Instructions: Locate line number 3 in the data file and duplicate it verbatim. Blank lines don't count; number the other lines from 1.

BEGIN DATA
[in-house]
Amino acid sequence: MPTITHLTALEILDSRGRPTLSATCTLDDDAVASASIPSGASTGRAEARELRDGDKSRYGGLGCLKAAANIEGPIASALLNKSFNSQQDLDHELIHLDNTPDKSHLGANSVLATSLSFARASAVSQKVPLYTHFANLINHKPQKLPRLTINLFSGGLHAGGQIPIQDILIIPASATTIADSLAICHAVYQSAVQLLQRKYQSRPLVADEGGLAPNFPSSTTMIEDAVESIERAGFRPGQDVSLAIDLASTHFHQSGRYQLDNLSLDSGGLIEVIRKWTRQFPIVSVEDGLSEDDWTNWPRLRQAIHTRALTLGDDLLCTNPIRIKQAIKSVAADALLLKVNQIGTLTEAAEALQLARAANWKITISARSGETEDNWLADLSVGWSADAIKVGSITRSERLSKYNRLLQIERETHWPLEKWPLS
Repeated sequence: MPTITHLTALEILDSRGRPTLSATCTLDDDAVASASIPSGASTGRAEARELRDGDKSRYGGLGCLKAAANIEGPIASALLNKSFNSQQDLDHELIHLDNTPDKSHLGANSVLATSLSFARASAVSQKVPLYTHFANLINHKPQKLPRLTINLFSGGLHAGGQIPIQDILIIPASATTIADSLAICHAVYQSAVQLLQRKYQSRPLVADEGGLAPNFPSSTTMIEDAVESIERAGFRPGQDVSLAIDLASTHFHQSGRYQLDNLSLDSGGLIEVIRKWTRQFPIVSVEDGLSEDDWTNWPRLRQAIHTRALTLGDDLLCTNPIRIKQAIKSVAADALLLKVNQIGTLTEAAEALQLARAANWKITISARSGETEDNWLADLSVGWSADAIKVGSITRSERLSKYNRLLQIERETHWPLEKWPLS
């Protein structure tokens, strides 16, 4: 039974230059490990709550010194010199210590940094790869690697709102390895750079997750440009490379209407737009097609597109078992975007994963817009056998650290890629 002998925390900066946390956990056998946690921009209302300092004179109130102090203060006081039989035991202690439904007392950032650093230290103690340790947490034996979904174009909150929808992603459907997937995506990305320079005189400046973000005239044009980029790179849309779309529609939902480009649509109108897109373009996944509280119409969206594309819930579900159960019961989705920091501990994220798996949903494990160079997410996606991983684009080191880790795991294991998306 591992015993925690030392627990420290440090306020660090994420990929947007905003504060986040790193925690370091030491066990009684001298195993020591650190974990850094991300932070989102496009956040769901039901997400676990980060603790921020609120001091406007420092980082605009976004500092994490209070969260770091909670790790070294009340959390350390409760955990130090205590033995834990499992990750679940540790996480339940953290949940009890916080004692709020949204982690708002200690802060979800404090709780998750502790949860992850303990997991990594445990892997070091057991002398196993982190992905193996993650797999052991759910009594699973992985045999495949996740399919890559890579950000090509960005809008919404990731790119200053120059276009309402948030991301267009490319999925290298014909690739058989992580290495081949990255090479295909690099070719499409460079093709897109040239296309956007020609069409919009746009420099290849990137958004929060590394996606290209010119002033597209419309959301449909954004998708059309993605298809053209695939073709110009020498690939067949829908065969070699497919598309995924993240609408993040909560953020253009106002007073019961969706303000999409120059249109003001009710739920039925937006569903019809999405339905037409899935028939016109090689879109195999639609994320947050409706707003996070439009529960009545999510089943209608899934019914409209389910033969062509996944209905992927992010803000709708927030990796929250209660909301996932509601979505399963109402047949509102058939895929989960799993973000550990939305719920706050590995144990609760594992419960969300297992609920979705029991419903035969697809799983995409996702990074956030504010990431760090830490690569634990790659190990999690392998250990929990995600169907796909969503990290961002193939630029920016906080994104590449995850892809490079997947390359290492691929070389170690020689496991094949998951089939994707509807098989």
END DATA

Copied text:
Repeated sequence: MPTITHLTALEILDSRGRPTLSATCTLDDDAVASASIPSGASTGRAEARELRDGDKSRYGGLGCLKAAANIEGPIASALLNKSFNSQQDLDHELIHLDNTPDKSHLGANSVLATSLSFARASAVSQKVPLYTHFANLINHKPQKLPRLTINLFSGGLHAGGQIPIQDILIIPASATTIADSLAICHAVYQSAVQLLQRKYQSRPLVADEGGLAPNFPSSTTMIEDAVESIERAGFRPGQDVSLAIDLASTHFHQSGRYQLDNLSLDSGGLIEVIRKWTRQFPIVSVEDGLSEDDWTNWPRLRQAIHTRALTLGDDLLCTNPIRIKQAIKSVAADALLLKVNQIGTLTEAAEALQLARAANWKITISARSGETEDNWLADLSVGWSADAIKVGSITRSERLSKYNRLLQIERETHWPLEKWPLS